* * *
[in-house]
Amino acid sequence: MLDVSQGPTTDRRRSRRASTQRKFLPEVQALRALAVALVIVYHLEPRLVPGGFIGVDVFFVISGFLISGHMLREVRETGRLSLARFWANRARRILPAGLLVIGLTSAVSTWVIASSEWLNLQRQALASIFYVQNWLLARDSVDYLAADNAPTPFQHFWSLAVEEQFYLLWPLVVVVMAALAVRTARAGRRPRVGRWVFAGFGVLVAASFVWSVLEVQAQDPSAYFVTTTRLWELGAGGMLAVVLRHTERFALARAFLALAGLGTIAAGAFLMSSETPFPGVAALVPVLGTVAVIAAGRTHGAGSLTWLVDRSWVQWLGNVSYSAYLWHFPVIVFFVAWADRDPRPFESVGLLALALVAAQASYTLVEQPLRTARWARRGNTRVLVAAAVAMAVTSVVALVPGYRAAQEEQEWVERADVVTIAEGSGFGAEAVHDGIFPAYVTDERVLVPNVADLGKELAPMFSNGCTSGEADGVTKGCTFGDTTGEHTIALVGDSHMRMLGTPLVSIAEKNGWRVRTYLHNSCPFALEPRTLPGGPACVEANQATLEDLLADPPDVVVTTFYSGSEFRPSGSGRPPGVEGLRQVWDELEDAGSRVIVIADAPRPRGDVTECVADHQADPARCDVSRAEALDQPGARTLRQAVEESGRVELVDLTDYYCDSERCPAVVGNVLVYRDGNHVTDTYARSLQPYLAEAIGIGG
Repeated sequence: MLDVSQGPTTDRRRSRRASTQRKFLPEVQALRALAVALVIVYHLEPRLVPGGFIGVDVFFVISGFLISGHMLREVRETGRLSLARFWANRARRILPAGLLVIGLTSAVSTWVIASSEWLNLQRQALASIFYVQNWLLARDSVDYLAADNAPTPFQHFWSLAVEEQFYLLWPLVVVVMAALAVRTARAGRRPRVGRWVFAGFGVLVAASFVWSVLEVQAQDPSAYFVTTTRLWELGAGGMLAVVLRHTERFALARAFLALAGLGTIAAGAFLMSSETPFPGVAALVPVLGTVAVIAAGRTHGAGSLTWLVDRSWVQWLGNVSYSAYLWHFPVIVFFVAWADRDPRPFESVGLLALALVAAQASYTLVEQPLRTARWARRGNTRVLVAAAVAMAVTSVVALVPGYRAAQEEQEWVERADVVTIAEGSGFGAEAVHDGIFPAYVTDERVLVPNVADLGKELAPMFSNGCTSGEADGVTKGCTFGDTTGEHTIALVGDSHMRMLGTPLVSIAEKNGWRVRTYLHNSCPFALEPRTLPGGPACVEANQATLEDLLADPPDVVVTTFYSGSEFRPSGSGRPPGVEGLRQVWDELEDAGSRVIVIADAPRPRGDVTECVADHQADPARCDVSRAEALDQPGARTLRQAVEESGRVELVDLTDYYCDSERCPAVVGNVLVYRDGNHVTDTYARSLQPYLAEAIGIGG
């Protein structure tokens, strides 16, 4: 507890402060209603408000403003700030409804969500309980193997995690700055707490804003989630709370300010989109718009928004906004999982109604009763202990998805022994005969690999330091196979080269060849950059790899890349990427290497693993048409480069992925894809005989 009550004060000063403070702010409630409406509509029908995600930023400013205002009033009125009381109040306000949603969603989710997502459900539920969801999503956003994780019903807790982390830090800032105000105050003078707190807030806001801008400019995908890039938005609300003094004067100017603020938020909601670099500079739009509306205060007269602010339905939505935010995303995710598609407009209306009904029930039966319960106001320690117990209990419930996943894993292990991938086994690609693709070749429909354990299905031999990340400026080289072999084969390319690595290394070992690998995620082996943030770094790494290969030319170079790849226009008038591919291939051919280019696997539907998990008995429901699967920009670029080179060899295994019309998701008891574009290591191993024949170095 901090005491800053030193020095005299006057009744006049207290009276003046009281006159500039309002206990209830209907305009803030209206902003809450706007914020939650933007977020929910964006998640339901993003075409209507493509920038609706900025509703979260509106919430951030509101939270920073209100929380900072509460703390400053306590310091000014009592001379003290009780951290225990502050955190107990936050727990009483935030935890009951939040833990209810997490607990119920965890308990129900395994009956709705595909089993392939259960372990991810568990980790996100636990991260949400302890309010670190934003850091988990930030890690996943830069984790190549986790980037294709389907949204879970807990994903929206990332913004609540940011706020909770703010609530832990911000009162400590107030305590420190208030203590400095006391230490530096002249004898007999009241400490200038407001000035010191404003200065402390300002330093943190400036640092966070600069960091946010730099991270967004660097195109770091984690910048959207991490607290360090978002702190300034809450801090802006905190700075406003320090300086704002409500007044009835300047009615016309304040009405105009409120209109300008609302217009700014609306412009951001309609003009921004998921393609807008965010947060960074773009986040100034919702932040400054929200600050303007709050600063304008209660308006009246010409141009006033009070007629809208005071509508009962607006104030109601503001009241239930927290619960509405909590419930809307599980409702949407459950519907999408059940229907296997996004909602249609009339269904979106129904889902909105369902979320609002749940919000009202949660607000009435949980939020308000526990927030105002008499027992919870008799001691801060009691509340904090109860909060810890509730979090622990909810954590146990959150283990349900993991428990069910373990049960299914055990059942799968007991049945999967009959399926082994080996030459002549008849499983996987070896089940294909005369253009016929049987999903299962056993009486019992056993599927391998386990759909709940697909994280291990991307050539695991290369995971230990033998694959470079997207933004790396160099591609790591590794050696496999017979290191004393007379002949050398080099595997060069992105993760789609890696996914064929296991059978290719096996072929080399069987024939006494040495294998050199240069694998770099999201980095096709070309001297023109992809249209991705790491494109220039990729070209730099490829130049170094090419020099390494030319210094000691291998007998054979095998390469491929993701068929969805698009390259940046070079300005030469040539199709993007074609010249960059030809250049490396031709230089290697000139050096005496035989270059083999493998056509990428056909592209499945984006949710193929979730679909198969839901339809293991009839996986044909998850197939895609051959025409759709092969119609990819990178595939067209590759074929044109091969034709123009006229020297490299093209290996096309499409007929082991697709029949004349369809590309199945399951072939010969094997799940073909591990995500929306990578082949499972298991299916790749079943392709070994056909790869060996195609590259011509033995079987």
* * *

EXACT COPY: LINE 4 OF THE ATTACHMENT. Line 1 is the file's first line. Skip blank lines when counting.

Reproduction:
């Protein structure tokens, strides 16, 4: 507890402060209603408000403003700030409804969500309980193997995690700055707490804003989630709370300010989109718009928004906004999982109604009763202990998805022994005969690999330091196979080269060849950059790899890349990427290497693993048409480069992925894809005989 009550004060000063403070702010409630409406509509029908995600930023400013205002009033009125009381109040306000949603969603989710997502459900539920969801999503956003994780019903807790982390830090800032105000105050003078707190807030806001801008400019995908890039938005609300003094004067100017603020938020909601670099500079739009509306205060007269602010339905939505935010995303995710598609407009209306009904029930039966319960106001320690117990209990419930996943894993292990991938086994690609693709070749429909354990299905031999990340400026080289072999084969390319690595290394070992690998995620082996943030770094790494290969030319170079790849226009008038591919291939051919280019696997539907998990008995429901699967920009670029080179060899295994019309998701008891574009290591191993024949170095 901090005491800053030193020095005299006057009744006049207290009276003046009281006159500039309002206990209830209907305009803030209206902003809450706007914020939650933007977020929910964006998640339901993003075409209507493509920038609706900025509703979260509106919430951030509101939270920073209100929380900072509460703390400053306590310091000014009592001379003290009780951290225990502050955190107990936050727990009483935030935890009951939040833990209810997490607990119920965890308990129900395994009956709705595909089993392939259960372990991810568990980790996100636990991260949400302890309010670190934003850091988990930030890690996943830069984790190549986790980037294709389907949204879970807990994903929206990332913004609540940011706020909770703010609530832990911000009162400590107030305590420190208030203590400095006391230490530096002249004898007999009241400490200038407001000035010191404003200065402390300002330093943190400036640092966070600069960091946010730099991270967004660097195109770091984690910048959207991490607290360090978002702190300034809450801090802006905190700075406003320090300086704002409500007044009835300047009615016309304040009405105009409120209109300008609302217009700014609306412009951001309609003009921004998921393609807008965010947060960074773009986040100034919702932040400054929200600050303007709050600063304008209660308006009246010409141009006033009070007629809208005071509508009962607006104030109601503001009241239930927290619960509405909590419930809307599980409702949407459950519907999408059940229907296997996004909602249609009339269904979106129904889902909105369902979320609002749940919000009202949660607000009435949980939020308000526990927030105002008499027992919870008799001691801060009691509340904090109860909060810890509730979090622990909810954590146990959150283990349900993991428990069910373990049960299914055990059942799968007991049945999967009959399926082994080996030459002549008849499983996987070896089940294909005369253009016929049987999903299962056993009486019992056993599927391998386990759909709940697909994280291990991307050539695991290369995971230990033998694959470079997207933004790396160099591609790591590794050696496999017979290191004393007379002949050398080099595997060069992105993760789609890696996914064929296991059978290719096996072929080399069987024939006494040495294998050199240069694998770099999201980095096709070309001297023109992809249209991705790491494109220039990729070209730099490829130049170094090419020099390494030319210094000691291998007998054979095998390469491929993701068929969805698009390259940046070079300005030469040539199709993007074609010249960059030809250049490396031709230089290697000139050096005496035989270059083999493998056509990428056909592209499945984006949710193929979730679909198969839901339809293991009839996986044909998850197939895609051959025409759709092969119609990819990178595939067209590759074929044109091969034709123009006229020297490299093209290996096309499409007929082991697709029949004349369809590309199945399951072939010969094997799940073909591990995500929306990578082949499972298991299916790749079943392709070994056909790869060996195609590259011509033995079987």